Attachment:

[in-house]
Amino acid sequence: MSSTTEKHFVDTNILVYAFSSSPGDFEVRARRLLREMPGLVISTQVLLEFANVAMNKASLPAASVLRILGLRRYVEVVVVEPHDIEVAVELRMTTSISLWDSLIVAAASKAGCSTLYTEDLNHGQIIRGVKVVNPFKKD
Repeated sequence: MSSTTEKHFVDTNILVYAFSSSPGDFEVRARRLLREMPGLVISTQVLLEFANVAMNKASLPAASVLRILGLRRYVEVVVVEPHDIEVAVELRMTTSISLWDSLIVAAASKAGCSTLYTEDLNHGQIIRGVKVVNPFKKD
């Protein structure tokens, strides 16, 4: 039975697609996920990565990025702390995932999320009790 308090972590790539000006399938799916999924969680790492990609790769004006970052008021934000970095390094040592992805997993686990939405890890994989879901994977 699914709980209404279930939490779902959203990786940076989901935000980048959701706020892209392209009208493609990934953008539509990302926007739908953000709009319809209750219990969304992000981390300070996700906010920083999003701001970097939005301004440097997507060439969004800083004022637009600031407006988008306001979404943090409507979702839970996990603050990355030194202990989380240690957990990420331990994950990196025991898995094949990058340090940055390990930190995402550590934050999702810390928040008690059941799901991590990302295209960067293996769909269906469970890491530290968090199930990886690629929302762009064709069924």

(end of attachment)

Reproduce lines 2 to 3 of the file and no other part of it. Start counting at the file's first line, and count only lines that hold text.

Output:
Amino acid sequence: MSSTTEKHFVDTNILVYAFSSSPGDFEVRARRLLREMPGLVISTQVLLEFANVAMNKASLPAASVLRILGLRRYVEVVVVEPHDIEVAVELRMTTSISLWDSLIVAAASKAGCSTLYTEDLNHGQIIRGVKVVNPFKKD
Repeated sequence: MSSTTEKHFVDTNILVYAFSSSPGDFEVRARRLLREMPGLVISTQVLLEFANVAMNKASLPAASVLRILGLRRYVEVVVVEPHDIEVAVELRMTTSISLWDSLIVAAASKAGCSTLYTEDLNHGQIIRGVKVVNPFKKD